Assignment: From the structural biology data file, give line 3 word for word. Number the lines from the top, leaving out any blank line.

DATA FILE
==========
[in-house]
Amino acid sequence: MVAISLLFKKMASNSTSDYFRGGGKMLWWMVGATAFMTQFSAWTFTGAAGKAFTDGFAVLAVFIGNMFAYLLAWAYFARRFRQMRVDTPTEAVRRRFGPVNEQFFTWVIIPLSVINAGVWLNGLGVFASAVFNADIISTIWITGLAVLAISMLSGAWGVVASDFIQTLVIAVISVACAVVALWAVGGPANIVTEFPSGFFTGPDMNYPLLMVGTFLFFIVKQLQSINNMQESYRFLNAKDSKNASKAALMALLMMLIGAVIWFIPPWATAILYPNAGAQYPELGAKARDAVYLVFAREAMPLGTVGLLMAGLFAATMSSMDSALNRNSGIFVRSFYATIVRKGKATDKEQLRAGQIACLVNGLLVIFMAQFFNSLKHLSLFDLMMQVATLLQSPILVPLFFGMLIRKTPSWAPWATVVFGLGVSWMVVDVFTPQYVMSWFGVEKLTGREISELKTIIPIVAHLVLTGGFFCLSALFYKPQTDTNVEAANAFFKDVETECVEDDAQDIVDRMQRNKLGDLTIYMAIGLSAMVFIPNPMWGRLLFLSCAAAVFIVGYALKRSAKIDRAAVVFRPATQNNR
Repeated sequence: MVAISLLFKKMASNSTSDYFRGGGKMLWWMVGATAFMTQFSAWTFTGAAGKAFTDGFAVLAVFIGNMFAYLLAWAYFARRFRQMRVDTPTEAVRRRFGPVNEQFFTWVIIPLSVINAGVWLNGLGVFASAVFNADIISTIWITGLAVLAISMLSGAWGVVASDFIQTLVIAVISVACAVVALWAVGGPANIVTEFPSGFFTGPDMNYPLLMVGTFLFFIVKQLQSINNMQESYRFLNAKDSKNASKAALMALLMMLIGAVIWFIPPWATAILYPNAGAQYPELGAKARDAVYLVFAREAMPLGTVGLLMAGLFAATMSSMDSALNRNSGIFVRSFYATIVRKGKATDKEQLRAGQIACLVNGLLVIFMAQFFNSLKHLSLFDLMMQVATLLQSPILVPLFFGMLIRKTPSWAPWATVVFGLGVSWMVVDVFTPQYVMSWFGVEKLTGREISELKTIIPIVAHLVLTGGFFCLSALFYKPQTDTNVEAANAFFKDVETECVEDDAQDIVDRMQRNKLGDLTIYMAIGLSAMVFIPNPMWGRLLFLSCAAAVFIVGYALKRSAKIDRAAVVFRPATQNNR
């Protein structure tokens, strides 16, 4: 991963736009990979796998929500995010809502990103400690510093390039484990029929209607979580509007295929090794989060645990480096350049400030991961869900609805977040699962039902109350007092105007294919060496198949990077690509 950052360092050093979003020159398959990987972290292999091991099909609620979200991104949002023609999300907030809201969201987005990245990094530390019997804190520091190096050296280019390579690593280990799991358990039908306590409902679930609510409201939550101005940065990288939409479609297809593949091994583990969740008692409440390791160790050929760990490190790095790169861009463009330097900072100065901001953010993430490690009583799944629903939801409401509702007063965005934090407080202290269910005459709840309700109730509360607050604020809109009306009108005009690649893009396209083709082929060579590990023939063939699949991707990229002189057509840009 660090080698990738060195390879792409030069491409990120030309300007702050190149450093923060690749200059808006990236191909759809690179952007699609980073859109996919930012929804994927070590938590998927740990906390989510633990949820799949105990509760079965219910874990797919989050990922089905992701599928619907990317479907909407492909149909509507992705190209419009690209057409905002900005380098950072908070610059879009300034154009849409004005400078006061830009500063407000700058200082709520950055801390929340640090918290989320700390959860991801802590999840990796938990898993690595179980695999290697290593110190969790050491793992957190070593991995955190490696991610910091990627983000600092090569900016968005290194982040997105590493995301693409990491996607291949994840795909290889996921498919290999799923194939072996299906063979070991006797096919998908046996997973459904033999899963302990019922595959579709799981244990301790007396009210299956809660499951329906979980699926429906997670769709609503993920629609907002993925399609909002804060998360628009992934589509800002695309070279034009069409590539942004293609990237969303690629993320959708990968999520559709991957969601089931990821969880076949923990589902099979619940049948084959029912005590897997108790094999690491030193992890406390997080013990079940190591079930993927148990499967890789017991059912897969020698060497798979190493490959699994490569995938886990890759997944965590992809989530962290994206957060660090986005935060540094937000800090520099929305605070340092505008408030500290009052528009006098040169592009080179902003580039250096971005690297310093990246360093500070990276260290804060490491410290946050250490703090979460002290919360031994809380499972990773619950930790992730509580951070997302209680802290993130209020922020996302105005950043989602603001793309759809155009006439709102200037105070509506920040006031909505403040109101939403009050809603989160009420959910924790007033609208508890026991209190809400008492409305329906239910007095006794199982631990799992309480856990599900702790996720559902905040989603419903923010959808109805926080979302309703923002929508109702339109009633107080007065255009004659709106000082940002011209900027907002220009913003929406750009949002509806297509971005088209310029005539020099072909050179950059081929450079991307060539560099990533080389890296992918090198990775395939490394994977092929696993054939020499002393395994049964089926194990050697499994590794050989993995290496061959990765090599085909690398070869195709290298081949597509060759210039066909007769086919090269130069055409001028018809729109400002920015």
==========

Repeated sequence: MVAISLLFKKMASNSTSDYFRGGGKMLWWMVGATAFMTQFSAWTFTGAAGKAFTDGFAVLAVFIGNMFAYLLAWAYFARRFRQMRVDTPTEAVRRRFGPVNEQFFTWVIIPLSVINAGVWLNGLGVFASAVFNADIISTIWITGLAVLAISMLSGAWGVVASDFIQTLVIAVISVACAVVALWAVGGPANIVTEFPSGFFTGPDMNYPLLMVGTFLFFIVKQLQSINNMQESYRFLNAKDSKNASKAALMALLMMLIGAVIWFIPPWATAILYPNAGAQYPELGAKARDAVYLVFAREAMPLGTVGLLMAGLFAATMSSMDSALNRNSGIFVRSFYATIVRKGKATDKEQLRAGQIACLVNGLLVIFMAQFFNSLKHLSLFDLMMQVATLLQSPILVPLFFGMLIRKTPSWAPWATVVFGLGVSWMVVDVFTPQYVMSWFGVEKLTGREISELKTIIPIVAHLVLTGGFFCLSALFYKPQTDTNVEAANAFFKDVETECVEDDAQDIVDRMQRNKLGDLTIYMAIGLSAMVFIPNPMWGRLLFLSCAAAVFIVGYALKRSAKIDRAAVVFRPATQNNR